ALLIS LIFE

A nano-engineering graduate from Thailand,

Interested in music, film, art, science and philosophy,

Currently unemployed but working as a tutor for high school student as a part time job.

This blog is for me to share my interest, experiences and attitude about things going on around me.

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        Yesterday I got a chance to do the 9 temples tour around Bangkok. In Thailand, it had been believed that visiting 9 temples brings you bless and luck. By peeping around those temples, including visiting the national museum of art, It reminded me about the concise way to distinguish the art from different period. Regarding to two old capital of Thailand, Sukhothai and Ayudhya, most of the buddha sculpture and the temple architecture in Central Thailand could be devided into 2 main class which are Sukhothai art and Ayudhya art. (The Northern and Southern should be consider separately from the central since the culture in those area had been influenced from different tribes)

First, the Sukhothai art, as Sukhothai was the early Kingdom of Thailand active in 1238-1438, the cultured was mixed of Indian, Khmer, Burmese and Srivijaya. The Buddha Sculptures crafted in this period depict the impact of Srilanka and Indian art, which focus on the beauty of curve, symmetry and elegancy. The important characteristic of Sukhothai Buddha sculpture is that the body is tall, egg shape face, round eyebrows and curled hair.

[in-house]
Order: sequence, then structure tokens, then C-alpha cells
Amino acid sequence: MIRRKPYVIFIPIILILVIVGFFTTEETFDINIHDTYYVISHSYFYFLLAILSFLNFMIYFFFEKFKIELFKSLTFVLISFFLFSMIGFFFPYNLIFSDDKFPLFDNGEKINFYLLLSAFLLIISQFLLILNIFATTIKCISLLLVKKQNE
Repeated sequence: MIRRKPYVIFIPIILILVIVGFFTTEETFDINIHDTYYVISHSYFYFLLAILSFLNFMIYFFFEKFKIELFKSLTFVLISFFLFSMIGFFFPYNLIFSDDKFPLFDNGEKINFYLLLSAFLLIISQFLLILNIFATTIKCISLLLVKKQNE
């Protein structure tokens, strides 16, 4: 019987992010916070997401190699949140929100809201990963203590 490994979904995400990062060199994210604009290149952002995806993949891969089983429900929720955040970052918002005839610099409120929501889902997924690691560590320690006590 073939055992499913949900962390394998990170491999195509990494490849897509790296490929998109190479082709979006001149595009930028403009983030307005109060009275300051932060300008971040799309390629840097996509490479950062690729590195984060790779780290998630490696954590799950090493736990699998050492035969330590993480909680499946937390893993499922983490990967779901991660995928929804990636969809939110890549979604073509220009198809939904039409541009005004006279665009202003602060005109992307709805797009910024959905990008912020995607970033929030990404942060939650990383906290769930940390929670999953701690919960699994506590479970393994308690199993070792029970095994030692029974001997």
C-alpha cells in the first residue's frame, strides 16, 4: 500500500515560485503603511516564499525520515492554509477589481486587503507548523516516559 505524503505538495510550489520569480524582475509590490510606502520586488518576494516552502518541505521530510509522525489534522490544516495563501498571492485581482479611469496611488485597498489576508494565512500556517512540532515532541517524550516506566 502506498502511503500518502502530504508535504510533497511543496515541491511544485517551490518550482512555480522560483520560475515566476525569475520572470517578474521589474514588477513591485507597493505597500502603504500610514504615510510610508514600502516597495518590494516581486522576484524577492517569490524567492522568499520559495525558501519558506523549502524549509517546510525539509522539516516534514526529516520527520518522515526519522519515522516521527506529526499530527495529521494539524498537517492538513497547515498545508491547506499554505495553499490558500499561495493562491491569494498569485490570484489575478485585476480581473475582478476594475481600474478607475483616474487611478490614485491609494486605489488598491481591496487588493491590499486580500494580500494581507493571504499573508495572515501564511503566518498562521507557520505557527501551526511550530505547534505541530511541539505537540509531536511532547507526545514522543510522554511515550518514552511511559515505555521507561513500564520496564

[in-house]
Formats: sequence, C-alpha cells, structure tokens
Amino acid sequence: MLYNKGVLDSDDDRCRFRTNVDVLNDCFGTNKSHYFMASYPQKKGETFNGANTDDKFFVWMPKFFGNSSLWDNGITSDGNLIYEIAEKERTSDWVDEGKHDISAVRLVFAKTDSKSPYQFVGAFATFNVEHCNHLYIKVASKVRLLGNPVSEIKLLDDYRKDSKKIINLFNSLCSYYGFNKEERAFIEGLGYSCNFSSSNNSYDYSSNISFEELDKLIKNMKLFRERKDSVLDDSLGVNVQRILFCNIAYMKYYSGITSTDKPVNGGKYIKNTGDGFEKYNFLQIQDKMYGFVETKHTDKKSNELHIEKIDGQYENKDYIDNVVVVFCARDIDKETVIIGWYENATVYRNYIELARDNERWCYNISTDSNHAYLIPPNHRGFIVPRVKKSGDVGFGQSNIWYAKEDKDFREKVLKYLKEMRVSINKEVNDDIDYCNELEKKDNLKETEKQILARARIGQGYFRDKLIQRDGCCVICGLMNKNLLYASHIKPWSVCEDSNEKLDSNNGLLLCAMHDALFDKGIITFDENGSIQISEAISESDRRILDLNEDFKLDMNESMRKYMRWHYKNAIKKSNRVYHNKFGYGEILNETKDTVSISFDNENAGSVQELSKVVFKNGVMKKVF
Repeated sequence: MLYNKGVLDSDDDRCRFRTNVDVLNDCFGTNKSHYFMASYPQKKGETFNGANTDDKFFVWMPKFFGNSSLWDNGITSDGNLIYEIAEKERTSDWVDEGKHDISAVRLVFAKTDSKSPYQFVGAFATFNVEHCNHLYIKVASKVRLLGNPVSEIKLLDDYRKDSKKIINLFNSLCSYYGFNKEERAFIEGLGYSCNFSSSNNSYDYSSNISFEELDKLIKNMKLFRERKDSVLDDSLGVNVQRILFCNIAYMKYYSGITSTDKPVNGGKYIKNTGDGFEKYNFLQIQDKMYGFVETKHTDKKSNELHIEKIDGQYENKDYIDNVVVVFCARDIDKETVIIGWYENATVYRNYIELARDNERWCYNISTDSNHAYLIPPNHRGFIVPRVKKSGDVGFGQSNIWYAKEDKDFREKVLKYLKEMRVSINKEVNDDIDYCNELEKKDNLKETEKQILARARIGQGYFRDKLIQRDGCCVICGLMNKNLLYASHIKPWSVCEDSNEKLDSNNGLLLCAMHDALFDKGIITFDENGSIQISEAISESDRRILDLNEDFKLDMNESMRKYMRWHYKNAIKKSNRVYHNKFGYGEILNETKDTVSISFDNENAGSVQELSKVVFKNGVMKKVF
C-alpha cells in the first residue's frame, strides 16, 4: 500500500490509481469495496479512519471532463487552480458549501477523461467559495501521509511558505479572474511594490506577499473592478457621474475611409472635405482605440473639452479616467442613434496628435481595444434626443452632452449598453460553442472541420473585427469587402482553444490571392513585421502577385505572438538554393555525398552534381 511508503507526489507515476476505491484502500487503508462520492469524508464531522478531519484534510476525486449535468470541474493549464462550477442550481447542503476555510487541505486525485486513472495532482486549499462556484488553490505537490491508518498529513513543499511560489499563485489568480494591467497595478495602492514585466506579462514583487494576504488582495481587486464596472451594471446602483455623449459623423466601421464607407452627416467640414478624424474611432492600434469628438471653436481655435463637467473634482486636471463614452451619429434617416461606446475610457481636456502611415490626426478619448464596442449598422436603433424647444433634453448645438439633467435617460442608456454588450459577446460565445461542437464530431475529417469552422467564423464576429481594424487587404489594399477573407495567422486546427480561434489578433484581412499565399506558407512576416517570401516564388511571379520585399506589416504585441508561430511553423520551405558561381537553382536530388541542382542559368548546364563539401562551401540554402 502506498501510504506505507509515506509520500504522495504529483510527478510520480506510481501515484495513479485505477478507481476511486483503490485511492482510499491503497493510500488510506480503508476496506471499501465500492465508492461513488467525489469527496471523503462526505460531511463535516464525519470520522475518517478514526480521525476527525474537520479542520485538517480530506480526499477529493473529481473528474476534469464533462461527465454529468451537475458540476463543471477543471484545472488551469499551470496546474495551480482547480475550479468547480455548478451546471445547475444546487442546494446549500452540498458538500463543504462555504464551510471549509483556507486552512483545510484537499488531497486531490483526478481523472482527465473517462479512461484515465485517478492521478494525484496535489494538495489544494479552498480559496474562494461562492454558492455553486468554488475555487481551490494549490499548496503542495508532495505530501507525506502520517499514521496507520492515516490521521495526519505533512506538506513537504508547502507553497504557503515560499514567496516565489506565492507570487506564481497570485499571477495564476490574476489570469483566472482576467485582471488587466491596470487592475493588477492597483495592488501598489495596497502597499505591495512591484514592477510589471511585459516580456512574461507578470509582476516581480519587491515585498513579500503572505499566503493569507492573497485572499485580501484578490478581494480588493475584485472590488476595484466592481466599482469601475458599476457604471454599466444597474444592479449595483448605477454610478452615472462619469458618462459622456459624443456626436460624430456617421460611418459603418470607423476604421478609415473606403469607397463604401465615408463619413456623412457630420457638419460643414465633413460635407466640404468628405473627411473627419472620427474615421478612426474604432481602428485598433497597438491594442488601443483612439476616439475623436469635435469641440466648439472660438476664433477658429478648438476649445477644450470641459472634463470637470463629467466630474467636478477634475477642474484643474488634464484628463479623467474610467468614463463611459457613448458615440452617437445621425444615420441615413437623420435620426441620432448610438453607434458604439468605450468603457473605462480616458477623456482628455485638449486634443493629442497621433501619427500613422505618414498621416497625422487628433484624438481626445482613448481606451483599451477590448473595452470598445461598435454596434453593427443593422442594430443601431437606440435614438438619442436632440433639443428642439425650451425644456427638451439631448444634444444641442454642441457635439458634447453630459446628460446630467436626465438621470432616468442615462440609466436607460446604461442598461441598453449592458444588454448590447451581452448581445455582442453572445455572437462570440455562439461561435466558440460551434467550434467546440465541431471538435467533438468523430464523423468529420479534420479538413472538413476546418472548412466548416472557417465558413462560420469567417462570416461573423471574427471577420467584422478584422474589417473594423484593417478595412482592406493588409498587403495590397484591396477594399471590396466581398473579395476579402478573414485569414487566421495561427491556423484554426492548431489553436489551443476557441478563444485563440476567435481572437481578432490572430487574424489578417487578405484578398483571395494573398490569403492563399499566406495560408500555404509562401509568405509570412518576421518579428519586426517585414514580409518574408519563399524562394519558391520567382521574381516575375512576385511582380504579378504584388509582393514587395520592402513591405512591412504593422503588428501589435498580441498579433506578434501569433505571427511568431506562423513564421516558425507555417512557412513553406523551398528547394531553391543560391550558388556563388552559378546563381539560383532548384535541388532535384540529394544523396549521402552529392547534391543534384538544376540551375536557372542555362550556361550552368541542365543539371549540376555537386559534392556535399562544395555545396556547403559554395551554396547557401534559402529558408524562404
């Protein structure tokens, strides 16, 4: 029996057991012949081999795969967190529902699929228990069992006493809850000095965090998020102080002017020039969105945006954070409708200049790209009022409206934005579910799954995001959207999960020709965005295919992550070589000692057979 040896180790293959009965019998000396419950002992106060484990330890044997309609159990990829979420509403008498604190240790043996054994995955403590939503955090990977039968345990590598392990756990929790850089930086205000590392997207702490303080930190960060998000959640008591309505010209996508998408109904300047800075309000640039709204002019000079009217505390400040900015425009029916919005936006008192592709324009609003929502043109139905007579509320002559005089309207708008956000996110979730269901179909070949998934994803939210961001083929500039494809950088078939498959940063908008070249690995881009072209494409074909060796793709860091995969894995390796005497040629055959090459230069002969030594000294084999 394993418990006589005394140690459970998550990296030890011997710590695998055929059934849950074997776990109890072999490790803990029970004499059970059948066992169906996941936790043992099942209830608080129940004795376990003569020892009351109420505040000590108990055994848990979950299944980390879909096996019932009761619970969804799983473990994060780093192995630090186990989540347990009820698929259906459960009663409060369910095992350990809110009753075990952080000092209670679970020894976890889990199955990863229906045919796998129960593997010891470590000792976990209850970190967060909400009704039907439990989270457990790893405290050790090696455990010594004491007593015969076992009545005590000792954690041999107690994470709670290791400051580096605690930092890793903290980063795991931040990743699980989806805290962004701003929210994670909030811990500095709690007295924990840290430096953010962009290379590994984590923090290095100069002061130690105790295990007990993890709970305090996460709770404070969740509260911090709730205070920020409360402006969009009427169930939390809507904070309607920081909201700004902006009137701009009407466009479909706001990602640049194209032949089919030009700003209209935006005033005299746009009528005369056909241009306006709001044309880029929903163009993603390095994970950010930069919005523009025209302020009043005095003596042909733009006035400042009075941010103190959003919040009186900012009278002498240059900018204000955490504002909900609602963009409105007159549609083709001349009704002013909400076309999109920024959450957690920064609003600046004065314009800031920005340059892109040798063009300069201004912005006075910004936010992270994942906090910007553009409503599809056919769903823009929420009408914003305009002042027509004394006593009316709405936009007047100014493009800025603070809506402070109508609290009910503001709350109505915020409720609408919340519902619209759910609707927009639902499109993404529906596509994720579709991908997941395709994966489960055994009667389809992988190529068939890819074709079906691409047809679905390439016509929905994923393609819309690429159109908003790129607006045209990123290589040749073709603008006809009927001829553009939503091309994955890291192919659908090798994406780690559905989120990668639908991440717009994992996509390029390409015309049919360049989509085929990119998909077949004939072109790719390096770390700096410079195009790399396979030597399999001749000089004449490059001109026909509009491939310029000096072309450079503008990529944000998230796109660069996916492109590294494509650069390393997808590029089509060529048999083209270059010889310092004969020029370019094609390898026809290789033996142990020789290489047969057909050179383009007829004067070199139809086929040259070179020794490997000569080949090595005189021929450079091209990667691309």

Ayudhya was a second capital of Thailand, which being known as Siamese Kingdom during that period. Its long existence in 1350-1767 made it rich in culture and tradition. Ayudhya art can be divided into 3 sub era. The early Ayudhaya was not significantly different from Sukhothai, however some of the slight different could be distinguish from Buddha sculptures such as the face are more rectangular and the eyebrows are more solid. During the final Ayudhaya period, Buddha sculpture became more luxurious and nourished in details.  Even though the sculpture look not so different, the architect of Ayudhya style temple is quite disparate. Since Ayudhya is a port town connecting Southeast Asia to the world, it interacts with many of foreign communities such as Chinese, Japanese, Indian, Persian, Portuguese, Dutch and French. The Architecture in final period of Ayudhya adopted some of the western architecture such as stained glass and  curve arch.

                   image from http://www.bloggang.com/mainblog.php?id=mamo&month=18-01-2010&group=49&gblog=8